Boksenbaum et al v. Abbott Laboratories et al

Filing 86

MEMORANDUM & ORDER denying Defendant Karen Anne Kiefer's (77) Motion to Change Venue in case 1:09-cv-05425-ENV-JMA; and, denying Robin Deborah Lane's (72) Motion to Change Venue in case 1:10-cv-04247-ENV-JMA. Ordered by Judge Eric N. Vitaliano on 11/21/2012. (Lee, Tiffeny)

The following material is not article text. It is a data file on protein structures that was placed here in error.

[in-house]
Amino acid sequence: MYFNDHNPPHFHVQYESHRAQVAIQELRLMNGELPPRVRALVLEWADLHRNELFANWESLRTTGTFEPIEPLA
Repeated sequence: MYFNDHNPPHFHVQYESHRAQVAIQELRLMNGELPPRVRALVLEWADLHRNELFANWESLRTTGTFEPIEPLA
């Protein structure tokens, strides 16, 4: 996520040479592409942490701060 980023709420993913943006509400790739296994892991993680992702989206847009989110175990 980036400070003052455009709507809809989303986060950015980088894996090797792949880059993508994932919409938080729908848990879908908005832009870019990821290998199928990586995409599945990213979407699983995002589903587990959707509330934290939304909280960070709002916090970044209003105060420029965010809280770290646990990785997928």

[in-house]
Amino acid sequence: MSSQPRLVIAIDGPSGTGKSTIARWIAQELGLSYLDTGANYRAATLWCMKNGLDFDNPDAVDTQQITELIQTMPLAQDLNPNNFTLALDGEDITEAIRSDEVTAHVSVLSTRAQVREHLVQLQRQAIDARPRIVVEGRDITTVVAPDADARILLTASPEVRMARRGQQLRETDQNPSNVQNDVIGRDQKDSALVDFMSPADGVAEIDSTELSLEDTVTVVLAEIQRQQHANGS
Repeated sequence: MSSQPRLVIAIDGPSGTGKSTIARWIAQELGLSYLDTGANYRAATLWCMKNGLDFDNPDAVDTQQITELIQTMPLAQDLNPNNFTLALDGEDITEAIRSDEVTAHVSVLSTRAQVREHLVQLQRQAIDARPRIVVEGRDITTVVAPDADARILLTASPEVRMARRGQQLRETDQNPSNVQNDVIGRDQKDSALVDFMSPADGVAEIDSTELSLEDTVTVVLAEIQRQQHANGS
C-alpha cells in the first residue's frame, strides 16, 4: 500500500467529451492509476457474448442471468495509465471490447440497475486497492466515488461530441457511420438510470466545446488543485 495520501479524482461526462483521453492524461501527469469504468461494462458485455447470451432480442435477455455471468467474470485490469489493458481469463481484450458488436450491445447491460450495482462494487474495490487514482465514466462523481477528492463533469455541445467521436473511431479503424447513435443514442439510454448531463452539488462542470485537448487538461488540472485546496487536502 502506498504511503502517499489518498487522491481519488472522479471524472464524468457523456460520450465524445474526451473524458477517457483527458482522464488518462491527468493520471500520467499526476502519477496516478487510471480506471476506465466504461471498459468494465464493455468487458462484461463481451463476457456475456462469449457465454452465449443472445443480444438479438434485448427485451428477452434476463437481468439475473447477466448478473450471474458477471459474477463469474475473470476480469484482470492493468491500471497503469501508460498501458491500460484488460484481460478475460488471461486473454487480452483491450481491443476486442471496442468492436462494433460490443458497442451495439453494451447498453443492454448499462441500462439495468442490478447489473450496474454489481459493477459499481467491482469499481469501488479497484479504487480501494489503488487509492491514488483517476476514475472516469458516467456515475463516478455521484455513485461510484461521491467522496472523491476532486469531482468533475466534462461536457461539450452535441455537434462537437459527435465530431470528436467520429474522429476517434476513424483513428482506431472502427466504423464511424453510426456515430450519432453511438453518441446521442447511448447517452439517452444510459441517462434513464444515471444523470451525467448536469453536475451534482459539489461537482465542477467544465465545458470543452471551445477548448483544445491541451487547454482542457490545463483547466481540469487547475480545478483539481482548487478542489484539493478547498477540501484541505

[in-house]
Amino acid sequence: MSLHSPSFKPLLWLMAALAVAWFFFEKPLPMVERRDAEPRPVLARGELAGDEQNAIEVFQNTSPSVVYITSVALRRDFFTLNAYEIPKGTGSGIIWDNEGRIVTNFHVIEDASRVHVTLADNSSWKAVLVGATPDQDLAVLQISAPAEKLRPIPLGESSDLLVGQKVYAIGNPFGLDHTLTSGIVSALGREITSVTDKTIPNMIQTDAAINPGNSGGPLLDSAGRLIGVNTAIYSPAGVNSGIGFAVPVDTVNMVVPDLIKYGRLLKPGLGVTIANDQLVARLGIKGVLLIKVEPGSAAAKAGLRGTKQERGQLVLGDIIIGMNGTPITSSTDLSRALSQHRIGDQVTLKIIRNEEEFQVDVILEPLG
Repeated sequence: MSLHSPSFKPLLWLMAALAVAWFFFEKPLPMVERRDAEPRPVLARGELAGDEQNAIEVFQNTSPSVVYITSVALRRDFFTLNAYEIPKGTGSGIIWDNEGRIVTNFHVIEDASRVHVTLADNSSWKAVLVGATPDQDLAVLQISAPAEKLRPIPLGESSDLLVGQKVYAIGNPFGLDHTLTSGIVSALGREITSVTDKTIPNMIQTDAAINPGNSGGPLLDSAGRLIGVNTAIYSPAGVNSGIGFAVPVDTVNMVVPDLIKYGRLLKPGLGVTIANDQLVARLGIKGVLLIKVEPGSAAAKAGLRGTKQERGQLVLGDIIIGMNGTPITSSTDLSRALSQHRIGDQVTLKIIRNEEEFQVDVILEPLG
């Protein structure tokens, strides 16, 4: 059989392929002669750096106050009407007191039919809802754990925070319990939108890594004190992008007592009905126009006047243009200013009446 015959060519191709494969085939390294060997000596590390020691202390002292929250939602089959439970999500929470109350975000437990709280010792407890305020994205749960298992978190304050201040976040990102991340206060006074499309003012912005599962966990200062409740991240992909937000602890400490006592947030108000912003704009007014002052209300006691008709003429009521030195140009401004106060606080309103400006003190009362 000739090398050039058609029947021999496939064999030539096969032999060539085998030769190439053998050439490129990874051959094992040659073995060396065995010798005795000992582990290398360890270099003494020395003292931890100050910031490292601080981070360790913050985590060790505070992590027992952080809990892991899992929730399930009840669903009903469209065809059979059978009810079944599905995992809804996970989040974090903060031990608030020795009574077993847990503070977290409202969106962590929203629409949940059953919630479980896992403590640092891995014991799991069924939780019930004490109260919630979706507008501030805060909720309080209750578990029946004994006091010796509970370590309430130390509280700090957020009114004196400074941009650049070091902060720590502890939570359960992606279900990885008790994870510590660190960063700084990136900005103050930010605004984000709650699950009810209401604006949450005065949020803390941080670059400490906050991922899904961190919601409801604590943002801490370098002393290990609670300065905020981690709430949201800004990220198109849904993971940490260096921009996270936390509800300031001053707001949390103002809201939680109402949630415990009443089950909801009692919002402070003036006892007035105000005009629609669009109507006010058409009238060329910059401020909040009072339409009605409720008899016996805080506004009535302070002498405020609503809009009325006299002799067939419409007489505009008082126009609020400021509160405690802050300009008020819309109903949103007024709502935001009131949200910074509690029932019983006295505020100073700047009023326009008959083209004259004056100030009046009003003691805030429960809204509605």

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UNITED STATES DISTRICT COURT EASTERN DISTRICT OF NEW YORK --------------------------------------------------------------------- )( NANCY MELFA BOKSENBAUM, KAREN ANN KIEFER, and ILANIT MILLHOUSE MEMORANDUM AND ORDER Plaintiffs, 09-CV -5425 (ENV) (JMA) -againstTHE ABBOTT LAB ORATORIES, et al., Defendants. --------------------------------------------------------------------- X ROBIN DEBORAH LANE, KIRSTEN HAIM, and WENDY KAREN SUMMERS, 10-CV-4247 (ENV) (JMA) Plaintiffs, -againstTHE ABBOTT LABORATORIES, et al., Defendants. )( VIT ALIANO, D.J. On December 11, 2009, plaintiff Karen Anne Kiefer filed this products liability action against various pharmaceuticals companies including Abbott Laboratories. (Compl., No. 09-CV-5425 (E.D.N.Y.).) Plaintiff Robin Deborah Lane followed suit on September 17, 2010. (Compl., No. 10-CV-4247 (E.D.N.Y.).) Although Lane and Kiefer have negotiated and settled 1 with numerous defendants over the past two and three years respectively, 1 they now move to transfer venue oftheir actions to the District of Massachusetts. In that court, 53 unrelated plaintiffs are litigating similar, but not identical, claims against like defendants. These actions have been assigned for coordinated handling to United States Magistrate Judge Marianne Bowler. For the reasons set forth below, the transfer motions are denied. Background Plaintiffs, both New York residents, commenced separate actions in this judicial district asserting that the defendant drug companies are liable for injuries plaintiffs sustained as the result of in utero exposure to the prescription medication diethylstilbestrol ("DES"), which each ofthe defendants formerly manufactured and marketed. (See generally Compl., No. 09-CV5425; Compl., No. 10-CV-4247.) Plaintiffs have suffered various maladies and abnormal health conditions including, but not limited to, breast cancer. (See Letter (Apr. 12, 2012), Singer v. Abbott Labs., No. 05-CV-3386 (E.D.N.Y.) Each plaintiffs healthcare providers are located in New York State, as were the healthcare providers who prescribed and the pharmacies that provided DES to their mothers. 2 (Def.'s Resp. at 2-3.) In other words, not only did most of the "critical events" take place in New York, but numerous necessary fact witnesses are located in 1 Defendants remaining in these actions and opposing transfer include: Eli Lilly and Company; Burroughs Wellcome Co. (Lane case), Camick Laboratories Inc. (Lane case), Dart Industries, f/k/a Rexall Drug Company, Inc., Lannett Co., Inc. (Lane case), Mallinckrodt LLC (sued as Mallinckrodt, Inc.), GlaxoSmithKline LLC, f/k/a SmithKline Beecham Corp. (sued herein incorrectly as GlaxoSmithKline f/k/a S.E. Massengill), Merrell Dow Pharmaceuticals, Inc. (Lane case), Premo Pharmaceutical Laboratories, Inc., f/k/a Lemmon Co. of N.J., Inc., BristolMyers Squibb f/k/a E.R. Squibb & Sons, Inc., and Pharmacia & Upjohn Company, f/k/a The Upjohn Company (Kiefer case). 2 Plaintiffs note that their mothers' prescribing physicians are deceased, the pharmacies from which they acquired DES are no longer in business, and no medical or pharmacy records exist. (Shainwald Affirmation (June 21, 2012) at~ 10.) Even if true, the past history highlights Massachusetts' lack of contact with the subject matter of the two cases. 2 New York, beyond the subpoena power of the District ofMassachusetts. 3 (Def.'s Opp. at 9.) Discovery is well underway in the cases brought by movants. Each has participated in extensive settlement talks with some success. Lane has settled with nine defendants; Kiefer has settled with five. Like the other 11 plaintiffs with DES cases pending in this district, plaintiffs' cases have been assigned to Magistrate Judge Joan M. Azrack. Magistrate Judge Azrack has handled DES litigation for over seven years, managing the cases of over 15 DES plaintiffs. (See No. 05-CV-3386.) She builds on judicial expertise developed over the past two decades, during which the Eastern District ofNew York has handled numerous DES cases. It is unquestioned that Judge Azrack is a very able and thoroughly experienced judge with extensive expertise in managing DES litigation. After choosing initially to file their suits in this district, and benefiting from its extensive experience in the management of DES cases, plaintiffs now seek to transfer their cases to the District ofMassachusetts. 4 They aim to join Fecho v. Eli Lilly & Co., 11-cv-10152 (D. Mass.), a consolidated suit brought by 53 plaintiffs, who filed initially as a class in the District of Columbia. Id. The Fecho plaintiffs allege that they developed breast cancer as a result of in utero exposure to DES. The Massachusetts plaintiffs have already retained experts ("Fecho experts") to opine on the issue of causation. (Pl.'s Br. at 2.) In January 2012, a Daubert hearing on the admissibility of the plaintiffs' experts' testimony was held. Fecho v. Eli Lilly & Co., 2012 WL 194419 (D. Mass. 20 12). In addition to ruling the opinion admissible, the court ordered the parties to mediate their dispute. Id. Mediation has since failed, and the case is now 3 Plaintiffs note that one fact witness, Kiefer's sister, lives in Massachusetts, and a second, Lane's mother, lives in Florida and finds New York and Massachusetts equally convenient. (Pl.'s Reply at 5.) Additionally, two ofthe expert witnesses proposed by plaintiffs work in Massachusetts. (Pl.'s Br. at 5.) 4 For whatever significance, plaintiffs note that federal courts in Massachusetts decided several DES cases in 1985. (Pl.'s Br. at 8.) 3 scheduled for trial before Magistrate Judge Bowler in January 2013. (Pl.'s Br. at 2.) Critical to an understanding of the posture of the Massachusetts litigation is the consent of all parties there to trial by a magistrate judge. (De f.'s Opp. at 1, 4-5). Defendants here, however, have opposed such a reference. The Court cannot assume their strategy will change. With Fecho ready for trial in January 2013, any economy of judicial resources that would arguably attach to transfer and consolidation evaporates. Indeed, the nonalignment of the litigations might actually slow disposition of the cases currently pending before that Court. Plaintiffs claim nonetheless that a transfer would promote judicial economy by funneling a second Daubert hearing to Magistrate Judge Bowler. (Pl.'s Reply at 3.) Defendants argue that plaintiffs overstate the benefit of transferring the case. First, defendants note that different evidence may come before the court, because plaintiffs have not retained the Fecho experts, nor have the Fecho experts agreed to testify in the instant actions. (Def. 's Opp. at 2, 6, 8.) Second, defendants argue that New York law would govern the case irrespective of venue, negating any notion that a second Daubert hearing would be duplicative. Id. at 2, 5-6. In that regard, defendants contend that the public interest favors keeping the cases in New York, because New York courts have greater familiarity with local law. Id. at 11. Plaintiffs reply that they will put forward substantially similar expert testimony and play down the substantive differences between the law controlling Daubert analysis in the First and Second Circuits. (Pl.'s Reply at 35.) Discussion The argument for transfer rests largely on the assertion that litigating two more actions in a venue where multiple similar actions are pending will serve the interest of justice and conserve judicial resources, particularly through avoiding duplicate hearings on these virtually identical issues. 4 I. Legal Standard Transfer of venue is controlled by 28 U.S.C. § 1404(a), which provides that, "[f]or the convenience of the parties and witnesses, in the interest of justice, a district court may transfer any civil action to any other district or division where it might have been brought." "[M]otions for transfer lie within the broad discretion of the district court and are determined upon notions of convenience and fairness on a case-by-case basis." Solar v. Annetts, 08-CV-5747, 2010 U.S. Dist. LEXIS 30386, at *10-*11 (S.D.N.Y. Mar. 16, 2010) (quoting In re Cuyahoga Equip. Corp., 980 F.2d 110, 117 (2d Cir. 1992)); see Red Bull Assocs. v. Best Western Int'l, Inc., 862 F.2d 963, 967 (2d Cir. 1988) (discussing the "considerable discretion in the district court to adjudicate motions for transfer"). The burden generally falls on the moving party to make "a clear and convincing showing that a matter should be transferred." McHale v. Citibank, N.A., 09-CV6064, 2009 U.S. Dist. LEXIS 74943, at *16 (S.D.N.Y. Aug, 24, 2009) (internal quotation marks omitted). The parties do not dispute that plaintiffs could have brought the current actions in the District of Massachusetts. Therefore, the Court must decide whether transfer would promote convenience and fairness. In doing so, the Court may examine a number of factors, including: (1) the initial choice of forum by plaintiffs; (2) the convenience of witnesses; (3) the location of relevant documents and other physical evidence; (4) the convenience of parties; (5) the locus of operative facts; (6) the availability of process to compel the attendance of unwilling witnesses; (7) the relative means of the parties; (8) the forum's familiarity with governing law; and (9) judicial economy and the interests of justice. See D.H. Blair & Co., Inc. v. Gottdiener, 462 F.3d 95, 106-07 (2d Cir. 2006) (internal quotation marks and citation omitted); Scherillo v. Dun & Bradstreet, Inc., 684 F. Supp. 2d 313,318 (E.D.N.Y. 2010); McHale, 2009 U.S. Dist. LEXIS 74943, at* 17. "There is no strict formula for the application of these factors, and no single 5 factor is determinative." Scherillo, 684 F. Supp. 2d at 318-19. II. Transfer To The District of Massachusetts Is Not Appropriate A. Plaintiffs Choice of A New Forum is Entitled to Little Deference Although a plaintiffs choice of forum is generally afforded considerable weight, Wald v. Bank of America Corp., 856 F. Supp. 2d 545, 549 (E.D.N.Y. 2012), when the "chosen forum has no connection to the events which gave rise to the claim for relief, plaintiffs choice of forum is a less weighty consideration." In re E. Dist. Repetitive Stress Injury Litig., 850 F. Supp.188, 194 (E.D.N.Y. 1994) (quotation omitted); see also Cagle v. Cooper Cos., 1996 WL 345771, *2 (S.D.N.Y 1996) ("[Plaintiffs choice offorum] is given little or no weight ifthere is little or no material connection between the chosen forum and the facts or issues in the case." (quotation omitted). Moreover, a plaintiffs choice of forum is entitled to less deference if the plaintiff chooses a forum other than her place of residence. Cagle v. Cooper Cos., 1996 WL 345771 at *2. Both factors cut against plaintiffs in the instant case. Obviously, if the roles were reversed, that is, if defendants were seeking transfer away from the district where plaintiffs reside and the pertinent conduct occurred, and plaintiffs were resisting, the same case law would give each plaintiffs initial choice of forum considerable, if not insurmountable, weight. B. Convenience Factors Do Not Support a Transfer As plaintiffs acknowledge in their reply papers, "[t]here is not much dispute concerning the applicable law concerning the convenience of witnesses." (Pl.'s Reply at 5). All parties accept that the emphasis placed on accommodating fact witnesses, 15 Charles Alan Wright & Arthur R. Miller, Federal Practice and Procedure § 3851 (3d ed. 1998), does not extend to expert witnesses, Balaban v. Pettigrew Auction Co., 1997 WL 470373, *4 (E.D.N.Y. 1997). (Def.'s Opp. at 7; Pl.'s Reply at 5). Without the two potential Massachusetts-based Fecho experts, plaintiffs reference only one witness-Kiefer's sister-who resides in the District 6 of Massachusetts. In contrast, all of plaintiffs' treating doctors are located in New York, potentially beyond the subpoena power of the proposed transferee district. 5 (De f.'s Opp. at 3.) The limit on a court's power to compel attendance "is a significant factor in the Court's consideration of a transfer motion." Hernandez v. Graebel Van Lines, 761 F. Supp. 983, 990 (E.D.N.Y. 1991). Without the pull of a large number ofMassachusetts-based fact witnesses, plaintiffs cannot overcome the preference for adjudicating the subject cases in this district, which presumably has the power to summon the necessary witnesses. 6 C. Neither Judicial Economy nor the Interests of Justice Support Transfer "There is a general policy supporting the litigation of related claims in the same forum, because of the efficiency of conducting both discovery and pretrial and trial proceedings in one forum rather than two." New York City Health and Hosps. Corp. v. Cityside Archives Ltd., 1998 WL 196198, *2 (S.D.N. Y. 1998). However, where, as here, discovery is near complete, (Pl.'s Reply at 3 ), significant time has been spent by a defense team designed to meet claims in the forum initially designated by the plaintiff, and considerable effort has been made to apply the law of the forum in the context of motion practice and settlement discussions, transfer is not generally appropriate. See Haber v. ASN 50th St., LLC, 2011 WL 1226282 (S.D.N.Y. 2011); Royal & Sun Appliance Insur. PLC v. UPS Supply Chain Solutions, Inc., 2010 WL 4967984 (S.D.N.Y. 2010). In fact, it is especially inappropriate when the transfer motion is advanced by the very same plaintiffs who selected the initial venue and who have had a change of heart about their forum selection. Worse, here, the transferor court will be saved little because 5 Plaintiffs observe correctly in their reply that Rule 32(a)(4)(B) and (D) of the Federal Rules of Civil Procedure permits parties to substitute depositions for live testimony. However, the plain language of the rule undermines their reliance on this procedural device by noting explicitly "the importance oflive testimony in open court." Fed. R. Civ. P. 32(a)(4)(D). 6 Plaintiffs have not argued that the relevant witnesses are beyond the reach of this Court. 7 of the other eminently similar cases that remain notwithstanding the transfer sought by plaintiffs. Finally, as plaintiffs acknowledge, barring a change of strategy on the part of defendants (objection to magistrate judge trial), transfer would not result in one rather than two trials, even in the transferee court. (Pl.'s Reply at 3.) Absent such a single trial, there are no economies of judicial resources in any court. The instant actions are consolidated before Magistrate Judge Azrack for pretrial handling already. More than that, as alluded to above, Judge Azrack has other active DES cases assigned to her that she would continue to manage even if the Lane and Kiefer cases were transferred to Massachusetts. Far more likely, a transfer would tax judicial and party resources even more. Almost certainly, the transferee judge or judges would need to be brought up to speed on the specifics of these two cases, probably by a new set of counsel applying a different set of circuit precedents. Under the totality of circumstances, transfer is most inappropriate. Conclusion For the foregoing reasons, plaintiffs' motion to transfer venue of these actions to the District of Massachusetts is denied. SO ORDERED. Dated: Brooklyn, New York November 21, 2012 s/Eric N. Vitaliano ERICN. VITALIANO United States District Judge 8